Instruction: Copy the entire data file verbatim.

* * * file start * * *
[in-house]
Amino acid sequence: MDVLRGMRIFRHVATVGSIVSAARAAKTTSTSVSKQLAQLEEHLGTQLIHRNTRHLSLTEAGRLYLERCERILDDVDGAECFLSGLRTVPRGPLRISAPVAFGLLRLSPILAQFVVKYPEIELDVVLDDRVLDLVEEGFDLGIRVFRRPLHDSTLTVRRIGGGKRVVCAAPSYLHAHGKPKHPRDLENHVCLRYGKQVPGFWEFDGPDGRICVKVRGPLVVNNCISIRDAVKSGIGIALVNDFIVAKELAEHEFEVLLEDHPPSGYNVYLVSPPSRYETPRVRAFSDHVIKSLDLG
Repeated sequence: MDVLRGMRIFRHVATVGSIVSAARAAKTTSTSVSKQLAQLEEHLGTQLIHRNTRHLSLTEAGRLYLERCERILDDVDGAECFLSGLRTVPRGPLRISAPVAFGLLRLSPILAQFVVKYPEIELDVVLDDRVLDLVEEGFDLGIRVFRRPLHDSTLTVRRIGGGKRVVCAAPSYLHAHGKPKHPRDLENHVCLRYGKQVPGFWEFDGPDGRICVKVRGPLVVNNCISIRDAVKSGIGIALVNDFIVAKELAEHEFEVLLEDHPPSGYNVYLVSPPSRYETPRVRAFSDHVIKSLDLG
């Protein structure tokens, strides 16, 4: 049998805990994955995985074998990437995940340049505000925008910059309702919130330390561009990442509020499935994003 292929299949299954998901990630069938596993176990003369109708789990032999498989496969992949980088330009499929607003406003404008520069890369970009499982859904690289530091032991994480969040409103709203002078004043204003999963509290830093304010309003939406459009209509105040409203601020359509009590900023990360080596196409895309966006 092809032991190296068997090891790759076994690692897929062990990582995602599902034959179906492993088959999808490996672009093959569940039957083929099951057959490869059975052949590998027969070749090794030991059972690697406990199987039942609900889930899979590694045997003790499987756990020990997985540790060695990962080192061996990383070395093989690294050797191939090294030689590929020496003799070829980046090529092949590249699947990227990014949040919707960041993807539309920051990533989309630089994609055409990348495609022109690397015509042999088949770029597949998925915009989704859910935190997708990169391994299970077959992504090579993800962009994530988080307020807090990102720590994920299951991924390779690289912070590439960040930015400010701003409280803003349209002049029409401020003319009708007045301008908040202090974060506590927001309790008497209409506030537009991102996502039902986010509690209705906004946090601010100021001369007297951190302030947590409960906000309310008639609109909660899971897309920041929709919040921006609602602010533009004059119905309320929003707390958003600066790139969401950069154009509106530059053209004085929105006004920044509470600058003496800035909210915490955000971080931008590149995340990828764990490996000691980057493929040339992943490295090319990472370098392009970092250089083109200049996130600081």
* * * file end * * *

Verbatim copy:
[in-house]
Amino acid sequence: MDVLRGMRIFRHVATVGSIVSAARAAKTTSTSVSKQLAQLEEHLGTQLIHRNTRHLSLTEAGRLYLERCERILDDVDGAECFLSGLRTVPRGPLRISAPVAFGLLRLSPILAQFVVKYPEIELDVVLDDRVLDLVEEGFDLGIRVFRRPLHDSTLTVRRIGGGKRVVCAAPSYLHAHGKPKHPRDLENHVCLRYGKQVPGFWEFDGPDGRICVKVRGPLVVNNCISIRDAVKSGIGIALVNDFIVAKELAEHEFEVLLEDHPPSGYNVYLVSPPSRYETPRVRAFSDHVIKSLDLG
Repeated sequence: MDVLRGMRIFRHVATVGSIVSAARAAKTTSTSVSKQLAQLEEHLGTQLIHRNTRHLSLTEAGRLYLERCERILDDVDGAECFLSGLRTVPRGPLRISAPVAFGLLRLSPILAQFVVKYPEIELDVVLDDRVLDLVEEGFDLGIRVFRRPLHDSTLTVRRIGGGKRVVCAAPSYLHAHGKPKHPRDLENHVCLRYGKQVPGFWEFDGPDGRICVKVRGPLVVNNCISIRDAVKSGIGIALVNDFIVAKELAEHEFEVLLEDHPPSGYNVYLVSPPSRYETPRVRAFSDHVIKSLDLG
């Protein structure tokens, strides 16, 4: 049998805990994955995985074998990437995940340049505000925008910059309702919130330390561009990442509020499935994003 292929299949299954998901990630069938596993176990003369109708789990032999498989496969992949980088330009499929607003406003404008520069890369970009499982859904690289530091032991994480969040409103709203002078004043204003999963509290830093304010309003939406459009209509105040409203601020359509009590900023990360080596196409895309966006 092809032991190296068997090891790759076994690692897929062990990582995602599902034959179906492993088959999808490996672009093959569940039957083929099951057959490869059975052949590998027969070749090794030991059972690697406990199987039942609900889930899979590694045997003790499987756990020990997985540790060695990962080192061996990383070395093989690294050797191939090294030689590929020496003799070829980046090529092949590249699947990227990014949040919707960041993807539309920051990533989309630089994609055409990348495609022109690397015509042999088949770029597949998925915009989704859910935190997708990169391994299970077959992504090579993800962009994530988080307020807090990102720590994920299951991924390779690289912070590439960040930015400010701003409280803003349209002049029409401020003319009708007045301008908040202090974060506590927001309790008497209409506030537009991102996502039902986010509690209705906004946090601010100021001369007297951190302030947590409960906000309310008639609109909660899971897309920041929709919040921006609602602010533009004059119905309320929003707390958003600066790139969401950069154009509106530059053209004085929105006004920044509470600058003496800035909210915490955000971080931008590149995340990828764990490996000691980057493929040339992943490295090319990472370098392009970092250089083109200049996130600081």